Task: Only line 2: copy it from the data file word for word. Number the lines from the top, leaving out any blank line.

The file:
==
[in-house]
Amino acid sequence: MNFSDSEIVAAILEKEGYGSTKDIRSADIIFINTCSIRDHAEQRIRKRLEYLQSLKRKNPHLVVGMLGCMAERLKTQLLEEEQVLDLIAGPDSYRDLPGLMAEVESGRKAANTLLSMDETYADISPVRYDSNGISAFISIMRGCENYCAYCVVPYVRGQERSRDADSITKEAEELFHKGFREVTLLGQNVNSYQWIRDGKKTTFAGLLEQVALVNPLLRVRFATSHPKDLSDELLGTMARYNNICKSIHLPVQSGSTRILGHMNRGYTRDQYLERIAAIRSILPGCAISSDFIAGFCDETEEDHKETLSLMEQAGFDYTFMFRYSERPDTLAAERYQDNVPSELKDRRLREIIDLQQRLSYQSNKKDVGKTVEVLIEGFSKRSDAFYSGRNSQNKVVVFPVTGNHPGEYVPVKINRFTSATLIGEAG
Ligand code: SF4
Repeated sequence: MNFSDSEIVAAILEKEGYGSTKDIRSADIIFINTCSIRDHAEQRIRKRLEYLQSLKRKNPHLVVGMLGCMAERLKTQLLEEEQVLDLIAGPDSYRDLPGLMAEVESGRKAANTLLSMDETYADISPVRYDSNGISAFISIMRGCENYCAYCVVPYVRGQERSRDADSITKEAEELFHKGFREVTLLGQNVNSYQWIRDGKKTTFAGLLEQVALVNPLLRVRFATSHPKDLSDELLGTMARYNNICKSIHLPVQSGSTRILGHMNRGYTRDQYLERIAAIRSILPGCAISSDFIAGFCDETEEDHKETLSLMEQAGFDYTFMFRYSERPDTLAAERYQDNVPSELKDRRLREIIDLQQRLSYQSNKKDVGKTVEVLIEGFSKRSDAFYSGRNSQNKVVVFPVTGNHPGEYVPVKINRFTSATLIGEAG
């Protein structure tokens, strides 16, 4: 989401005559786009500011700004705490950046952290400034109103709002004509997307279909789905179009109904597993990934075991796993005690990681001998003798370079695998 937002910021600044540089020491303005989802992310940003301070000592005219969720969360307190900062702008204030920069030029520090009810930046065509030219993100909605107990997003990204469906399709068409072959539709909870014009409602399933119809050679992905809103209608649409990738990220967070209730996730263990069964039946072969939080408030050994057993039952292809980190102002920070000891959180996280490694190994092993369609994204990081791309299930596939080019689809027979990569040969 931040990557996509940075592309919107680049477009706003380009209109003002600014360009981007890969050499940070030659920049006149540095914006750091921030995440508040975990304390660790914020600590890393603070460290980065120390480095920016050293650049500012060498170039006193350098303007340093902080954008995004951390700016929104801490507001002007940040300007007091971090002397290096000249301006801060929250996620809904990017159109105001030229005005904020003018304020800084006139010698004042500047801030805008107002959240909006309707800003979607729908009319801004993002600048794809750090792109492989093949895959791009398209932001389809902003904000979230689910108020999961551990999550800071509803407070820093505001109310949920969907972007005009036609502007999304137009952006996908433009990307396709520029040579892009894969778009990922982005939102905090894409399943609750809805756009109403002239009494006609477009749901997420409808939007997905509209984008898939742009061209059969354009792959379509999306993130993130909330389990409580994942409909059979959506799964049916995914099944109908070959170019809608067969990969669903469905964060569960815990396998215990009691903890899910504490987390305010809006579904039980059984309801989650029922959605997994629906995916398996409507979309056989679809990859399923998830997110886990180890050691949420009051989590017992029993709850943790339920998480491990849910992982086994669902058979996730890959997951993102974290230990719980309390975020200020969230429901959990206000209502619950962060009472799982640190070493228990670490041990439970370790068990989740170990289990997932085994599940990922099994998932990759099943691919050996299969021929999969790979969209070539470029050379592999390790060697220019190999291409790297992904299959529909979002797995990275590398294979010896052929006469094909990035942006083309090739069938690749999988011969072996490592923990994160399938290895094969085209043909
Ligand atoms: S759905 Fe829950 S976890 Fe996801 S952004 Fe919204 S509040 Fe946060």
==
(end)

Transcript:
Amino acid sequence: MNFSDSEIVAAILEKEGYGSTKDIRSADIIFINTCSIRDHAEQRIRKRLEYLQSLKRKNPHLVVGMLGCMAERLKTQLLEEEQVLDLIAGPDSYRDLPGLMAEVESGRKAANTLLSMDETYADISPVRYDSNGISAFISIMRGCENYCAYCVVPYVRGQERSRDADSITKEAEELFHKGFREVTLLGQNVNSYQWIRDGKKTTFAGLLEQVALVNPLLRVRFATSHPKDLSDELLGTMARYNNICKSIHLPVQSGSTRILGHMNRGYTRDQYLERIAAIRSILPGCAISSDFIAGFCDETEEDHKETLSLMEQAGFDYTFMFRYSERPDTLAAERYQDNVPSELKDRRLREIIDLQQRLSYQSNKKDVGKTVEVLIEGFSKRSDAFYSGRNSQNKVVVFPVTGNHPGEYVPVKINRFTSATLIGEAG